Retail’s Cyber Challenge
Digitalisation is revolutionising how companies operate, and driving business leaders to think differently.
The pace of technological change is increasing, and dramatically transforming the global business environment.
At the same time, while traditional risks may be reduced, the potential cyber and technology exposures that businesses face continue to expand, presenting businesses with the possibility of substantial economic losses.
Marsh’s latest research was presented in The Changing Face of Cyber Claims report, which leverages insights gathered from Marsh’s claims data and from the data, experience, and expertise from Wavestone and CMS, to look at practical ways to manage and mitigate cyber risk and claims.
In these industry deep-dives, we gather the key findings from a number of key industries, each one impacted by cyber risk in its own, unique way.
Retail’s Digital Transformation
If you need convincing that digital transformation is real, glancing over at evolutions in the retail industry will suffice. Given that the ‘retail apocalypse’ started about a decade ago, the need to digitise and digitalise, save on costs, and automate have long ranked high on the agenda of retail companies.
These cost savings and automation efforts, as we often see in a digital transformation strategy that follows a staged journey, needed to enhance the shopping experience and enable retailers to reinvent themselves. Innovation, changes in business models, ecosystem approaches, the adoption of new technologies, a focus on brand purpose and value, different ways to engage with consumers: they’re all part of this ongoing exercise.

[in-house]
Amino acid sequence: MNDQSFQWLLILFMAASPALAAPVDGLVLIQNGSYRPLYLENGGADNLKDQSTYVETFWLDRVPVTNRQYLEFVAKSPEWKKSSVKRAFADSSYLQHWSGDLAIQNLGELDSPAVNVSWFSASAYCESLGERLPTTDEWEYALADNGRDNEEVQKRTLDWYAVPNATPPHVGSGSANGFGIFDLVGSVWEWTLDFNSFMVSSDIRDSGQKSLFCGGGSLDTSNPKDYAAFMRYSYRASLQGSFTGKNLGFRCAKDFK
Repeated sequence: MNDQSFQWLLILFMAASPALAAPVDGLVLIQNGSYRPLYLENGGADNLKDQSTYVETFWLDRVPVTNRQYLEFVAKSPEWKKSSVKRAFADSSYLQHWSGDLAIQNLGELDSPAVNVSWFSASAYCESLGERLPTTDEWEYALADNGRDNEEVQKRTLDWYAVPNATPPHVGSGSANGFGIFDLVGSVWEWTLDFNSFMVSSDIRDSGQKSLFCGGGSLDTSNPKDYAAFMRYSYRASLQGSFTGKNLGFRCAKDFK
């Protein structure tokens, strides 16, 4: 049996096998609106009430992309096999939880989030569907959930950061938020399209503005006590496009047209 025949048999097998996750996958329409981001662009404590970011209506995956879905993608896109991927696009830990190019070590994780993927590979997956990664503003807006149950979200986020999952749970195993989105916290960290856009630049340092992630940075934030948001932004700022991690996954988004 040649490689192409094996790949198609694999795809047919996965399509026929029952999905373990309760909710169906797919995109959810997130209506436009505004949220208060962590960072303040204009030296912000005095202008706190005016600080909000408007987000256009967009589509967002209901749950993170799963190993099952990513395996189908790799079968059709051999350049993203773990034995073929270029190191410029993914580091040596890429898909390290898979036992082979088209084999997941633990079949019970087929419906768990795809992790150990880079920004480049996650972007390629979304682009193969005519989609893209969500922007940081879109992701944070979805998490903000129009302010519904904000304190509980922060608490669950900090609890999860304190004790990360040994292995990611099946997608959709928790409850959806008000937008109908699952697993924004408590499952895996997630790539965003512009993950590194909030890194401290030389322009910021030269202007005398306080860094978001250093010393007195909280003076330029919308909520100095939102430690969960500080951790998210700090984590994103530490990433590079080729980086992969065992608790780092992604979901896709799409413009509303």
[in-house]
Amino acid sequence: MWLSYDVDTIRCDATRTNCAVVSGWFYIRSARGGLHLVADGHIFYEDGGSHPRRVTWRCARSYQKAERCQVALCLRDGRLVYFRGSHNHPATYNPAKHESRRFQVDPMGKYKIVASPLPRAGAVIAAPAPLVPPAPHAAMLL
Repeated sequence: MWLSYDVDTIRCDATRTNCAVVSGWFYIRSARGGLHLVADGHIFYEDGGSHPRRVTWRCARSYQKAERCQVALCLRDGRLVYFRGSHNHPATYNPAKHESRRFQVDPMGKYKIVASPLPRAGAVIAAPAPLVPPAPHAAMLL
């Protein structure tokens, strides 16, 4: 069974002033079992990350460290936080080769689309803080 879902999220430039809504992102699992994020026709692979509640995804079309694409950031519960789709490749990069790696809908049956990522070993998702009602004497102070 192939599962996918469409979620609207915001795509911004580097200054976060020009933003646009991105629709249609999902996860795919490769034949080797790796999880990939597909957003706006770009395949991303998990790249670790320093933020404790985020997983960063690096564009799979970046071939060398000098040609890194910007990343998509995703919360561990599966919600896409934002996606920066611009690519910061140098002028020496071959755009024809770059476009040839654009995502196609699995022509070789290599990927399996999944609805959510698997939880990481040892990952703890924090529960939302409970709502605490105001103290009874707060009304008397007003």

Key digital transformation drivers
- A shift from single-channel and multi-channel to omni-channel as consumers want to engage with retailers across many different channels with seamless interaction and readily available knowledge on products and offers.
- Supply chains are increasingly dependent on connected technology, as they move from separate online and high-street distribution centres to truly multi-channel supply chains.
- Enhancing order fulfilment, establishing inventory visibility, and ensuring accurate demand planning and scheduling to cope with the control of stock across all channels.
- Increased e-commerce and declining high street-based revenues lead to many retailers adopting cloud computing for some of their customer-facing revenue impacting applications.
- New payment systems are linked up with virtual storefronts, augmented reality systems and mobile trading platforms.
An evolving cyber risk landscape
Retailers are facing constantly evolving threats and potential sources of exposure.
Data breaches and subsequent liability are a real threat. Brick-and-mortar and online retailers are collecting reams of data about their customers to support apps, rewards programs, and other efforts to enhance the customer experience. They also collect sensitive personal information on employees, suppliers, and others throughout the course of normal business operations. Furthermore, the risk of digital storefronts or integrated supply chains being disrupted leading to business interruptions, has increased significantly with denial-of-service and ransomware attacks running rampant.